The Sunday Sesh, No. 4

Today, I’m switching it up a bit.  Since I didn’t get a chance to interview any of my fellow climbers about their climbing shoes at the climbing gym this week, I interviewed a non-climber to see what his idea of a climbing shoe would be.  We’ll refer to our good-natured friend as JJ.  When asked if he knew anything about climbing shoes, JJ replied that he didn’t.  My next question was to ask him what he thought would be important in a climbing shoe.  “Just climb barefoot.  You don’t need shoes.”  He thought for a few seconds.  “Well, you’d need shoes in the gym, I guess, so you don’t damage the walls, but outside, you’d need shoes just to walk to the rock you’re going to climb with.  And then you’d need shoes to drive there with before you walked to the rock you’re going to climb, so you’d need three different pairs of shoes.  That’s too many.”  I explained the idea of approach shoes to him and he replied, “Why don’t you just wear a pair of tennis shoes?”  I asked him next about the shoes just to climb the rock with, once you’re at the rock you want to climb, and what he thought the shoes would need to be like.  “Toe protection.  You want to use your toe to climb, but they’d have to be soft shoes with a padded toe.  Ankle-high.  Lace-up, like wrestlers’ boots.  They’d have to be stretchy, tight fitting, but soft.”  I asked him if he thought he’d have to size them up, down, or the same as his street shoes.  “Same size, but tighter than my work boots, because I like my boots a little bit looser, and I would wear thick socks.  A high-top climbing boot.  That’s what I think a climbing shoe would have to be like.”  Thank you, JJ, for your time and thoughtful attention!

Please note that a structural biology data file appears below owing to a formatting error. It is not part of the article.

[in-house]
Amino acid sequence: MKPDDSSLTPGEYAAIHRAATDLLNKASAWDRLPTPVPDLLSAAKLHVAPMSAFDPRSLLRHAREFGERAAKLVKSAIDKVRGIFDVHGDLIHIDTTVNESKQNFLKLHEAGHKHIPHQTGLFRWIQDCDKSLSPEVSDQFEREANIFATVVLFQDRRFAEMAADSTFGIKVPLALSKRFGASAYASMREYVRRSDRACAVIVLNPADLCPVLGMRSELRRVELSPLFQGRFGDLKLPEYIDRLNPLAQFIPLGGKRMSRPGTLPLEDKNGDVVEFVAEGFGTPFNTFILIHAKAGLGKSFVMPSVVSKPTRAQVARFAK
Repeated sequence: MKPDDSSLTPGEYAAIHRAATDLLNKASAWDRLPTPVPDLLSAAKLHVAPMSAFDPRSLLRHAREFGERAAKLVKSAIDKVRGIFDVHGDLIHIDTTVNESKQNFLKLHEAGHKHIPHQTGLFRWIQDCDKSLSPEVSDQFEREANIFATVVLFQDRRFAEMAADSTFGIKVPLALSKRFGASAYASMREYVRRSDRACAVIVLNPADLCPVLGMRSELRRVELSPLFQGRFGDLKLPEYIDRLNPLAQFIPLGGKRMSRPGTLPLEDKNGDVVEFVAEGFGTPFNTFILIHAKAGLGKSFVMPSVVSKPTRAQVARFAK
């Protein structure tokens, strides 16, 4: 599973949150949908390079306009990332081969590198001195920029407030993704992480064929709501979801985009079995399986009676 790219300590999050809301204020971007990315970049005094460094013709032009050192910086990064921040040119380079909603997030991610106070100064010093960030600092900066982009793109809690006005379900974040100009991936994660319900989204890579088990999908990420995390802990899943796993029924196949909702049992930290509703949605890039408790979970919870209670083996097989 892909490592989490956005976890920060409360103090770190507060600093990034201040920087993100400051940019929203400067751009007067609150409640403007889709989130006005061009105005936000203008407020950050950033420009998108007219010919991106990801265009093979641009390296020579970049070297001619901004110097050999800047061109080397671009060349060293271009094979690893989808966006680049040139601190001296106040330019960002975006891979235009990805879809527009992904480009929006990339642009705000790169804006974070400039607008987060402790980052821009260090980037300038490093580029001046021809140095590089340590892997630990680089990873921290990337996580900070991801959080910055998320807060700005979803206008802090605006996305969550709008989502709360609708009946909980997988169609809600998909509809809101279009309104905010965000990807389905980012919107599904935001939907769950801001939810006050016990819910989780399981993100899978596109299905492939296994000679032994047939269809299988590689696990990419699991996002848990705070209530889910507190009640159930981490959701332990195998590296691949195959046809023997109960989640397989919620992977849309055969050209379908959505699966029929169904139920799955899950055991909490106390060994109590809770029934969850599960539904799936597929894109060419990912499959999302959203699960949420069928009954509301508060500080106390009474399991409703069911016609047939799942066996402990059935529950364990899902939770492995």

JJ has some good points, and understands the basics of climbing as far as what parts of your feet you want to use to climb with to a degree.  He was emphatic about toe protection.  There was no mention of rubber, but he did have the idea of lace-up, high-top climbing boots that were soft and that fit well.  He had the whole process of getting to the crag in mind, too.  He was thinking about what you have to wear to get to the rock you actually want to climb as well as what to wear just to climb the rock you want to climb.  I agree with him – three pairs of shoes is too many!  Thank goodness for approach shoes to fill the gap!  Or tennis shoes, if you prefer!  I really enjoy these interviews with people.  They give me great ideas and insight into what really goes on in our world of climbing…and outside it!

This has been the Sunday Sesh, No. 4.  I hope you all have a great week, and if you don’t read any of my posts until next Sunday, I’ll have another Sunday Sesh post for you then!  Thanks for reading!!!

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